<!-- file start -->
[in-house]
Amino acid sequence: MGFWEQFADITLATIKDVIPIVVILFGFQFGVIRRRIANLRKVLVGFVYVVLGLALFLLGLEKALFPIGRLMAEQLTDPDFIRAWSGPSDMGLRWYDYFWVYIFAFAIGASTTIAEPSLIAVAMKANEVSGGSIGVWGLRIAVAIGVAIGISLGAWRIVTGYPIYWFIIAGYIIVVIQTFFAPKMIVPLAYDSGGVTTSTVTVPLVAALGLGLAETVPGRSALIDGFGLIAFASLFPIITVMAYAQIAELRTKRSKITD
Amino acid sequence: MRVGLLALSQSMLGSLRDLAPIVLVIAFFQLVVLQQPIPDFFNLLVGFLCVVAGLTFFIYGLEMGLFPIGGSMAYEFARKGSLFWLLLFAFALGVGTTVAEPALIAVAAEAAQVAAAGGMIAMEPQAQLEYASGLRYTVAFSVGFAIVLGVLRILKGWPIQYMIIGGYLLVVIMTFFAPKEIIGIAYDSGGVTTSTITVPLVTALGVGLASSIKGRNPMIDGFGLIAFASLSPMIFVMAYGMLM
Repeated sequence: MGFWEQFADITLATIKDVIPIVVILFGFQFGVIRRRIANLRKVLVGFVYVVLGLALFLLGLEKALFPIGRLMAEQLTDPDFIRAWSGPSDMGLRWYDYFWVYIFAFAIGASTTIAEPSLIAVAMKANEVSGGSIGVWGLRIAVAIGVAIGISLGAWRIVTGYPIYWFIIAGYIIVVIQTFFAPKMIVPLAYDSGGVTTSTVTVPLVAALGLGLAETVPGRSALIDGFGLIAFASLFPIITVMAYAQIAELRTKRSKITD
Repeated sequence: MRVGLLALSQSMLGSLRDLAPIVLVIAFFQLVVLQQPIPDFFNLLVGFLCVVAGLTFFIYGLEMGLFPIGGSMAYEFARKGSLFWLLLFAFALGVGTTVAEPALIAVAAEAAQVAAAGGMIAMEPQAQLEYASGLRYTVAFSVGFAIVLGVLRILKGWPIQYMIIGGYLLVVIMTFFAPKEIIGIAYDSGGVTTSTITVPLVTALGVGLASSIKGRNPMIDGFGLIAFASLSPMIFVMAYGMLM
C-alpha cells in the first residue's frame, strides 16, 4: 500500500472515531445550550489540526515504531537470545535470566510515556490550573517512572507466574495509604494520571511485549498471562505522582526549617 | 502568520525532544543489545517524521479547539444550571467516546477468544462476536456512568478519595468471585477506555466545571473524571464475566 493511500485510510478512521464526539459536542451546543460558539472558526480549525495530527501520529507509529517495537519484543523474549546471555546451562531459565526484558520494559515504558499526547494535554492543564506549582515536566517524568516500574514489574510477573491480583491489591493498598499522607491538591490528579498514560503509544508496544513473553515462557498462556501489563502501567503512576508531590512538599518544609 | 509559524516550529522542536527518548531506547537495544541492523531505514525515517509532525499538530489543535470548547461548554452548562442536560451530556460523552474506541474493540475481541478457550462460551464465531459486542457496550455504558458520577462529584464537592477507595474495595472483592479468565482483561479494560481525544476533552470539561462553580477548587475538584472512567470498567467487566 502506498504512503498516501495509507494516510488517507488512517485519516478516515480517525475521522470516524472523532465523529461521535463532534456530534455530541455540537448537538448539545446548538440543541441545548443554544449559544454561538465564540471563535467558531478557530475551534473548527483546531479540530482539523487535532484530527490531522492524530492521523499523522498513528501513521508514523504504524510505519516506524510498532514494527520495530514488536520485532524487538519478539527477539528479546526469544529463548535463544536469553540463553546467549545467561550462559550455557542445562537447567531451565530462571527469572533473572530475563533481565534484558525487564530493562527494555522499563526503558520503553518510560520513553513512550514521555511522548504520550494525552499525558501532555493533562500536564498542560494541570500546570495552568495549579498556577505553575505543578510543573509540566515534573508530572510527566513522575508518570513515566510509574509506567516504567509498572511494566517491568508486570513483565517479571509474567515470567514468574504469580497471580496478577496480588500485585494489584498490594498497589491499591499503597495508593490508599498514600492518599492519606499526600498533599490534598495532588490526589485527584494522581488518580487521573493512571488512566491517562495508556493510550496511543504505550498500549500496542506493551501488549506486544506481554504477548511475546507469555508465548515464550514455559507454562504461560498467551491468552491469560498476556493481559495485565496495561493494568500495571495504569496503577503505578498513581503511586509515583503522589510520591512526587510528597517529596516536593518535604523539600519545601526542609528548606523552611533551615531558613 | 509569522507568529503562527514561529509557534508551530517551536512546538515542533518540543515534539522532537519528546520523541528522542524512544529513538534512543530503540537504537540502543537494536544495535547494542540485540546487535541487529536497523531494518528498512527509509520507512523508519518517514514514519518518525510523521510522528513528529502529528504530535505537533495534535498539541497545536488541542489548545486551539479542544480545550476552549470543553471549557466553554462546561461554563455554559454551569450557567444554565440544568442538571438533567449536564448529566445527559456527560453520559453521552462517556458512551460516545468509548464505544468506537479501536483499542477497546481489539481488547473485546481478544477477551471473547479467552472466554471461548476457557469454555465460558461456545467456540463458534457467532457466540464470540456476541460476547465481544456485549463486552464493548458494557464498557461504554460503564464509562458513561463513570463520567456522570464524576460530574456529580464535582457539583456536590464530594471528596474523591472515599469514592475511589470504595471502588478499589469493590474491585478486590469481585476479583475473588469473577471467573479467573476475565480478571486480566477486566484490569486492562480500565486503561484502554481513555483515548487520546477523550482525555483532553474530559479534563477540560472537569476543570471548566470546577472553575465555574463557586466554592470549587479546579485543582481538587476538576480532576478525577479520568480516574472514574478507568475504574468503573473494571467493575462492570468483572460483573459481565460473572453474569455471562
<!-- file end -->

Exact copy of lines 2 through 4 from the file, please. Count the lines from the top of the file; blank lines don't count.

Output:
Amino acid sequence: MGFWEQFADITLATIKDVIPIVVILFGFQFGVIRRRIANLRKVLVGFVYVVLGLALFLLGLEKALFPIGRLMAEQLTDPDFIRAWSGPSDMGLRWYDYFWVYIFAFAIGASTTIAEPSLIAVAMKANEVSGGSIGVWGLRIAVAIGVAIGISLGAWRIVTGYPIYWFIIAGYIIVVIQTFFAPKMIVPLAYDSGGVTTSTVTVPLVAALGLGLAETVPGRSALIDGFGLIAFASLFPIITVMAYAQIAELRTKRSKITD
Amino acid sequence: MRVGLLALSQSMLGSLRDLAPIVLVIAFFQLVVLQQPIPDFFNLLVGFLCVVAGLTFFIYGLEMGLFPIGGSMAYEFARKGSLFWLLLFAFALGVGTTVAEPALIAVAAEAAQVAAAGGMIAMEPQAQLEYASGLRYTVAFSVGFAIVLGVLRILKGWPIQYMIIGGYLLVVIMTFFAPKEIIGIAYDSGGVTTSTITVPLVTALGVGLASSIKGRNPMIDGFGLIAFASLSPMIFVMAYGMLM
Repeated sequence: MGFWEQFADITLATIKDVIPIVVILFGFQFGVIRRRIANLRKVLVGFVYVVLGLALFLLGLEKALFPIGRLMAEQLTDPDFIRAWSGPSDMGLRWYDYFWVYIFAFAIGASTTIAEPSLIAVAMKANEVSGGSIGVWGLRIAVAIGVAIGISLGAWRIVTGYPIYWFIIAGYIIVVIQTFFAPKMIVPLAYDSGGVTTSTVTVPLVAALGLGLAETVPGRSALIDGFGLIAFASLFPIITVMAYAQIAELRTKRSKITD